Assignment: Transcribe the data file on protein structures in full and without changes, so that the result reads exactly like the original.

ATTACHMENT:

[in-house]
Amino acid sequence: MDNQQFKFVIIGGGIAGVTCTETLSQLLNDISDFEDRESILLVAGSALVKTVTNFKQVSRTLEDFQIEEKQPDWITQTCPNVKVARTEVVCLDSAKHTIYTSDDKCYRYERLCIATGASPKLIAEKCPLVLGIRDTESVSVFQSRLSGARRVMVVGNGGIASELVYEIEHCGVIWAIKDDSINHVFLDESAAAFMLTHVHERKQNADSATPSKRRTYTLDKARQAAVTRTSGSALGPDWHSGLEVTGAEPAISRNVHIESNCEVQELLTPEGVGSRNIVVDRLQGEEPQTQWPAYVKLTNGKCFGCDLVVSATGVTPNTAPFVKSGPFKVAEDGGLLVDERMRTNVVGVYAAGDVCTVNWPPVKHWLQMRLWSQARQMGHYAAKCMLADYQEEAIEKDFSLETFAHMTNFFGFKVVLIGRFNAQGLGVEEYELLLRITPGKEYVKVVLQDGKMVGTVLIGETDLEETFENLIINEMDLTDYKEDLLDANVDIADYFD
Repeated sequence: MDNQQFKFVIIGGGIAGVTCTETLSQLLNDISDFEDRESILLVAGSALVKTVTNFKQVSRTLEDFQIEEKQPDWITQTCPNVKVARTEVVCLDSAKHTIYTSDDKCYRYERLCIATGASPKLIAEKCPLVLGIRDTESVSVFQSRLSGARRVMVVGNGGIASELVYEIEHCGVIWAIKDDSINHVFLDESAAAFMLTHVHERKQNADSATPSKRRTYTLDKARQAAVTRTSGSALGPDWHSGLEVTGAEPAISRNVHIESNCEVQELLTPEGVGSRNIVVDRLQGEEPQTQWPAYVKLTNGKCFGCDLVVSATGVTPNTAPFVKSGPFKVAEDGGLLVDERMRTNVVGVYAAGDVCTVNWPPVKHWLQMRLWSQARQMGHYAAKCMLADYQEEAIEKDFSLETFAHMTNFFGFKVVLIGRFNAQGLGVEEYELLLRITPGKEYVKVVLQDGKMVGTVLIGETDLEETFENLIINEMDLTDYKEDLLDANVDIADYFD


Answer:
[in-house]
Amino acid sequence: MDNQQFKFVIIGGGIAGVTCTETLSQLLNDISDFEDRESILLVAGSALVKTVTNFKQVSRTLEDFQIEEKQPDWITQTCPNVKVARTEVVCLDSAKHTIYTSDDKCYRYERLCIATGASPKLIAEKCPLVLGIRDTESVSVFQSRLSGARRVMVVGNGGIASELVYEIEHCGVIWAIKDDSINHVFLDESAAAFMLTHVHERKQNADSATPSKRRTYTLDKARQAAVTRTSGSALGPDWHSGLEVTGAEPAISRNVHIESNCEVQELLTPEGVGSRNIVVDRLQGEEPQTQWPAYVKLTNGKCFGCDLVVSATGVTPNTAPFVKSGPFKVAEDGGLLVDERMRTNVVGVYAAGDVCTVNWPPVKHWLQMRLWSQARQMGHYAAKCMLADYQEEAIEKDFSLETFAHMTNFFGFKVVLIGRFNAQGLGVEEYELLLRITPGKEYVKVVLQDGKMVGTVLIGETDLEETFENLIINEMDLTDYKEDLLDANVDIADYFD
Repeated sequence: MDNQQFKFVIIGGGIAGVTCTETLSQLLNDISDFEDRESILLVAGSALVKTVTNFKQVSRTLEDFQIEEKQPDWITQTCPNVKVARTEVVCLDSAKHTIYTSDDKCYRYERLCIATGASPKLIAEKCPLVLGIRDTESVSVFQSRLSGARRVMVVGNGGIASELVYEIEHCGVIWAIKDDSINHVFLDESAAAFMLTHVHERKQNADSATPSKRRTYTLDKARQAAVTRTSGSALGPDWHSGLEVTGAEPAISRNVHIESNCEVQELLTPEGVGSRNIVVDRLQGEEPQTQWPAYVKLTNGKCFGCDLVVSATGVTPNTAPFVKSGPFKVAEDGGLLVDERMRTNVVGVYAAGDVCTVNWPPVKHWLQMRLWSQARQMGHYAAKCMLADYQEEAIEKDFSLETFAHMTNFFGFKVVLIGRFNAQGLGVEEYELLLRITPGKEYVKVVLQDGKMVGTVLIGETDLEETFENLIINEMDLTDYKEDLLDANVDIADYFD